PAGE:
After a tragic and turbulent year for race relations in the US, it’s more important than ever to recognize the oft under-appreciated black creators who have been pushing our music and scene forward in all kinds of innovative directions. Along with superlative comeback records from iconic artists such as Tricky, Inner City and DJ Krust, there has been a raft of cutting-edge underground electronic albums from both veteran and up and coming black artists this year. Here are ten of them, each visionary in their own way:
1) dumama + kechou ‘buffering juju’
The South African duo overlays traditional folk stylings with jazzy IDM, seamlessly blending organic and electronic elements, creating a woozy new kind of trip hop.
2) Lorraine James ‘Hmm’
More playful, inventive and surprising than her acclaimed album on Hyperdub last year, ‘Hmm’ is a 20 minute mini-masterpiece that finds James indulging in wonderfully bleepy sounds that recall 90s IDM and 8-bit video game music with a soulful London twist.
3) AceMoMa, AceMo, MoMa Ready ‘A New Dawn (HOA007)’
The multifaceted, mysterious and many-monikered New York producer Wyatt Stevens is the greatest lo-fi house artist you’ve never heard of, probably because his sound is so hard to pindown, ranging from soulful techno to skittering drum and bass, sometimes within the same track. Wildly prolific, Stevens released a blizzard of quality releases in 2020 on his Haus Of Altar label. ‘A New Dawn’ is one of his best yet, a dancefloor-focused long night’s journey into the heart of the underground.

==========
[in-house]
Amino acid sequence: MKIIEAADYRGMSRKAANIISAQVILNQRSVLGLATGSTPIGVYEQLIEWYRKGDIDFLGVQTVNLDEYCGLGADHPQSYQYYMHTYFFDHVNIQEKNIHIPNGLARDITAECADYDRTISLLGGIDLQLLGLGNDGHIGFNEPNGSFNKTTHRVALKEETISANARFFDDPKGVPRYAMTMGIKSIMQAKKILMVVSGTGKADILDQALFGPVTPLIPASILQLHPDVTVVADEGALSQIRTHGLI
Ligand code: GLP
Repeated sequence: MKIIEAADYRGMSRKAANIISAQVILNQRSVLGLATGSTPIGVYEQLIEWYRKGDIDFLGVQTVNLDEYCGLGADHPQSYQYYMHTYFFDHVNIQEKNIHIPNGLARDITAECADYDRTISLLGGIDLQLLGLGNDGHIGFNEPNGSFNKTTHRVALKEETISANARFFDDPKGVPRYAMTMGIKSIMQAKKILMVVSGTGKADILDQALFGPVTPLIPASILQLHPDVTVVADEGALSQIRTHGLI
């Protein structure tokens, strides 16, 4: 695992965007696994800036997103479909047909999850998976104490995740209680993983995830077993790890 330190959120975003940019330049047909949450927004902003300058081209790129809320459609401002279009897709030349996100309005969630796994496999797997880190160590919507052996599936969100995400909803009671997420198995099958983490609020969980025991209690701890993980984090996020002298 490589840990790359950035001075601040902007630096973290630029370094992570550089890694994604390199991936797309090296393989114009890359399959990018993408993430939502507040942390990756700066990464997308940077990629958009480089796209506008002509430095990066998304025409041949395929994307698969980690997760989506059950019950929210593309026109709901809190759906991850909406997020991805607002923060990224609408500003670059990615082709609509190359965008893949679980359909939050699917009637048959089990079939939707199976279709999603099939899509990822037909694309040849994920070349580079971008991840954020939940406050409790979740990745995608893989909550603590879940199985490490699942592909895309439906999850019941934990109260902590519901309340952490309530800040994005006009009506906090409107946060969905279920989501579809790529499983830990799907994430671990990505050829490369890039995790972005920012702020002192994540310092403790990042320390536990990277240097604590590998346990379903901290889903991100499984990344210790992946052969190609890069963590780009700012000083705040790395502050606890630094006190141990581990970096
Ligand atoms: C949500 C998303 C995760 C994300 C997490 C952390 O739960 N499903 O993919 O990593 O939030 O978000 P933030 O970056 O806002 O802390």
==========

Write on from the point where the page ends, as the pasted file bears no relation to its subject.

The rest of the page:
4) Nidia ’Nao Fales Nela Que A Mentes’
At the forefront of Lisbon’s vibrant electronic music scene, bedroom producer Nidia turns melodies and riddims upside down and inside out on her spacious and crisp second album, out on the uber-hip Principe Discos label.
5) Mfr Souls ‘Musical Kings’
After surviving a near-fatal car accident earlier this year, Mfr Souls return triumphant, with an album that conveys everything beautiful about South Africa’s burgeoning AmaPiano scene. On ‘Musical Kings’ the duo weave dreamy atmospheres at a butter smooth 113 bpm pace, crammed with 80s-style quiet storm keyboard washes and a blissful hypnotic vibe perfect for both dancing and baby-making.
6) Terence Dixon ‘From The Far Future, Part 3’
Uneasy listening for our uneasy times, Detroit mainstay Terence Dixon’s latest album rotates between spectral ambient intimacy and cavernous minimal techno, with narcoleptic doses of dissonance and disorientation, creating a dystopian soundtrack for for late nights of the soul.
7) Ase Manual ‘Black Liquid Electronics’
The Jersey Club hero with Yoruba roots returns with an endlessly inventive vortex of an album, oozing acres of afterparty atmosphere and attitude to spare.
8) Gaika ‘Seguridad’
Growing out of a trans-continental cultural exchange between Brixton’s favorite musical adventurist Gaika and Mexico City’s celebrated NAAFI DJ crew, ‘Seguridad’ is at once darkly romantic and eminently danceable, fusing Gaika’s smokey heavily-processed delivery with scintillating experimental grooves.
9) Tygapaw ‘GET FREE’
This Brooklynite’s debut trades in hard and fast functionalist techno leavened with spoken word passages, alternately evoking sweaty single strobe Bushwick warehouse parties and slam poetry jams in an ever-insinuating combination.
10) Griffit Vigo ‘I Am Gqom’
A statement of purpose from one of the pioneers of South Africa’s Gqom genre, ‘I Am Gqom’ is an uncompromising masterclass of skeletal grooves, snapping township snares, mesmerizing repetition and ghostly vocal chops.